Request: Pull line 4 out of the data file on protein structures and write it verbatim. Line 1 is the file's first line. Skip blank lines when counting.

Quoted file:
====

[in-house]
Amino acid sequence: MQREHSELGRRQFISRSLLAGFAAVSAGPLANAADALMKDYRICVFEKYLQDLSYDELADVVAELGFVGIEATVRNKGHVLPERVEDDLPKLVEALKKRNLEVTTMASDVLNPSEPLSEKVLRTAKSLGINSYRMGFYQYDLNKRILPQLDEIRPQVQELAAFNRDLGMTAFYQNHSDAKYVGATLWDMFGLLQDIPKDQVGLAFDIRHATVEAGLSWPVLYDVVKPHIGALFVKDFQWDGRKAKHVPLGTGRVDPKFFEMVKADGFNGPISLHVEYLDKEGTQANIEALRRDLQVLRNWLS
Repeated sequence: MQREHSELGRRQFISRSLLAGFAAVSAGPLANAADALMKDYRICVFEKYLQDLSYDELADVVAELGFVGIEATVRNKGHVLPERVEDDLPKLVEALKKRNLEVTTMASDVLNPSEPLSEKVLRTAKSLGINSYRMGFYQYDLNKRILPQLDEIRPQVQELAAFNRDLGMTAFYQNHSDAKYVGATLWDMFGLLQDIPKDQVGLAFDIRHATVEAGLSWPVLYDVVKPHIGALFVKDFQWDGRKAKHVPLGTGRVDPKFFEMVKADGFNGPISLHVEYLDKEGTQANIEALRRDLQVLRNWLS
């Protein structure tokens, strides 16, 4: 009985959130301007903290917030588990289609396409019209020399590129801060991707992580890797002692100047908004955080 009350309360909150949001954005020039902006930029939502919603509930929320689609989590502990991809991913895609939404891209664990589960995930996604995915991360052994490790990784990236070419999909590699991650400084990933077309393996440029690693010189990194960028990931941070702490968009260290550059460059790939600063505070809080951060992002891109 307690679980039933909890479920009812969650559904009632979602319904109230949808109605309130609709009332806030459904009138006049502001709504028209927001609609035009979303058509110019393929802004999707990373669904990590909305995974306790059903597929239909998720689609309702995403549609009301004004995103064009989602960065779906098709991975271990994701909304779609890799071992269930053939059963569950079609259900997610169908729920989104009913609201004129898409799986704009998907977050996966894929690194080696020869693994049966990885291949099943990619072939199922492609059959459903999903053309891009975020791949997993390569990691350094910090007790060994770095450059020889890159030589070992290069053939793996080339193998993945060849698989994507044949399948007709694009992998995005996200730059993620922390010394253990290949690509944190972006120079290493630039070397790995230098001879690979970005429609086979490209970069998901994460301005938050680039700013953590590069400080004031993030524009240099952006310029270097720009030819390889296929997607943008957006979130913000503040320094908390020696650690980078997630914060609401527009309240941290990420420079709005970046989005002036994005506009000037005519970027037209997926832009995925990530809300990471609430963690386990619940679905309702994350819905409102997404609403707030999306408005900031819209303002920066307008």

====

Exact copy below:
């Protein structure tokens, strides 16, 4: 009985959130301007903290917030588990289609396409019209020399590129801060991707992580890797002692100047908004955080 009350309360909150949001954005020039902006930029939502919603509930929320689609989590502990991809991913895609939404891209664990589960995930996604995915991360052994490790990784990236070419999909590699991650400084990933077309393996440029690693010189990194960028990931941070702490968009260290550059460059790939600063505070809080951060992002891109 307690679980039933909890479920009812969650559904009632979602319904109230949808109605309130609709009332806030459904009138006049502001709504028209927001609609035009979303058509110019393929802004999707990373669904990590909305995974306790059903597929239909998720689609309702995403549609009301004004995103064009989602960065779906098709991975271990994701909304779609890799071992269930053939059963569950079609259900997610169908729920989104009913609201004129898409799986704009998907977050996966894929690194080696020869693994049966990885291949099943990619072939199922492609059959459903999903053309891009975020791949997993390569990691350094910090007790060994770095450059020889890159030589070992290069053939793996080339193998993945060849698989994507044949399948007709694009992998995005996200730059993620922390010394253990290949690509944190972006120079290493630039070397790995230098001879690979970005429609086979490209970069998901994460301005938050680039700013953590590069400080004031993030524009240099952006310029270097720009030819390889296929997607943008957006979130913000503040320094908390020696650690980078997630914060609401527009309240941290990420420079709005970046989005002036994005506009000037005519970027037209997926832009995925990530809300990471609430963690386990619940679905309702994350819905409102997404609403707030999306408005900031819209303002920066307008």